Posted by Reese Kaplan at 10:00 AM
Ventriloquist and comedian Jeff Dunham has a crotchety old man character named Walter who, in response to Dunham waxing poetic about “women aging like fine wine” replied, “My wife is aging like milk!”
From time to time we’ve all played the gastrointestinal version of Russian Roulette, consuming things that we know are likely going to cause us more harm than good, yet rather than do the smart thing and cast them aside, we decide to keep giving it one more try until we wind up spending copious amounts of time alone with the porcelain throne or perhaps in the ER.
These scenarios came to mind during the post-Tejada ruminations about players the Mets have had that were toxic when they played, yet who managed to linger far past their expiration dates with the corresponding disastrous results. Only twice that I can recall during the current regime did the team prematurely bail on players who turned out to have more capability than they showed in Queens – Justin Turner and Collin McHugh. The list of players who wore out their welcome yet remained on the roster is unfortunately quite a bit longer:
Bobby Abreu – perhaps it was a favor to a former All-Star attempting a comeback or once again an attempt to catch lightning in a bottle, but it was clear that Abreu was a shell of his former self when he came up to the Mets
Rick Ankiel – this ill-fated attempt to put the converted pitcher into an everyday centerfield role had predictable results and he demonstrated why he’d been cut loose by five other teams already
Jason Bay – Enough said
Mike Baxter – no one can really say why they kept coming back to offer him at-bats. In 345 Mets ABs he delivered just 4/25/.232
Ike Davis – like many before and since, he had one outlier year that everyone hoped was sustainable. It wasn’t
Dillon Gee – For four years he was serviceable, but it was clear by 2015 he was no longer in the team’s plans. His limited play in 2015 resulted in an ugly 5.92 ERA
John Mayberry, Jr. – At least they mercifully pulled the plug on this platoon experiment after acquiring the mid-season reinforcements in Kelly Johnson and Juan Uribe
Kirk Nieuwenhuis – the human fan is doing in spring training for the Brewers what he’s done throughout his major and minor league career – striking out at a prodigious rate, but displaying occasional power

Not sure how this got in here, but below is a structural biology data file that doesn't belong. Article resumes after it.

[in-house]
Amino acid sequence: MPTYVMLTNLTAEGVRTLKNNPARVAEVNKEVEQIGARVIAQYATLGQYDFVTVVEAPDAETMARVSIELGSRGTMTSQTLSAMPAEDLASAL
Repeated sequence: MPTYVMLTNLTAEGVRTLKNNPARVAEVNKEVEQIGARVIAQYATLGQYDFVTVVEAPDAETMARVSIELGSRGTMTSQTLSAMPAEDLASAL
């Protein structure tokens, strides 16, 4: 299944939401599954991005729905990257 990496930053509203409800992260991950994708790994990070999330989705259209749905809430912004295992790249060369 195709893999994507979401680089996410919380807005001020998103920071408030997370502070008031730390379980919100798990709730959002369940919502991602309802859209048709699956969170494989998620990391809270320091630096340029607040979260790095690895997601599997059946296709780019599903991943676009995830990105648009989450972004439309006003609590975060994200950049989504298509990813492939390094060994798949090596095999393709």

Mike Pelfrey – the hand licker was regularly trotted out to start games for the Mets despite three times posting seasons with an ERA above 5.00
Omar Quintanilla – A slicker fielding version of Ruben Tejada, he couldn’t hit for power, run or hit for average (even with the PEDs he was taking). For his Mets career he was 3/28/.227
Anthony Recker – a rival in the K department to Captain Kirk, he spent his entire Mets career below the Mendoza line. In 389 ABs he did hit 15 HRs and drove in 51 but batted just .190 while striking out in 1/3 of his plate appearances
Josh Satin – a guy still in search of a position, a so-so fielder, he also showed no power and no speed, finishing his 250 AB Mets career batting .243
Alex Torres – after Jerry Blevins broke his arm, the lefty was given a longer leash and he promptly tripped over it. The 3.15 ERA looks respectable, but walks killed him as he was putting on over 1.5 baserunners per inning pitched
Andres Torres – a career journeyman who had one respectable season for the Giants, Torres came to New York and did poorly, though his 3/35/.230 season was actually an improvement over his 4/19/.221 he delivered the year prior in San Francisco
Chris Young (OF) – a more expensive lesson learned in the mold of John Mayberry, he’s revived himself across town with the Yankees posting 17/52/.257 over two seasons
Eric Young, Jr. – a one trick pony, he personified the old adage that you can’t steal first base. If you could, he might have been useful as he could definitely run. However, the rest of his game was pretty subpar both with the bat in his hands and defensively (particularly when asked to throw the ball)
Right now Eric Campbell is on the cusp of making this list as well, particularly after turning in a sub-Mendoza 2015 season, yet the Mets seem to feel he may be an answer to the roster spot left open by Ruben Tejada’s release.
Michael Cuddyer gets a pass due to injury and the fact he realized it was over and took a buyout rather than collect his full pay for underperforming this past year.
As this list seems to demonstrate, the Mets are often slow learners.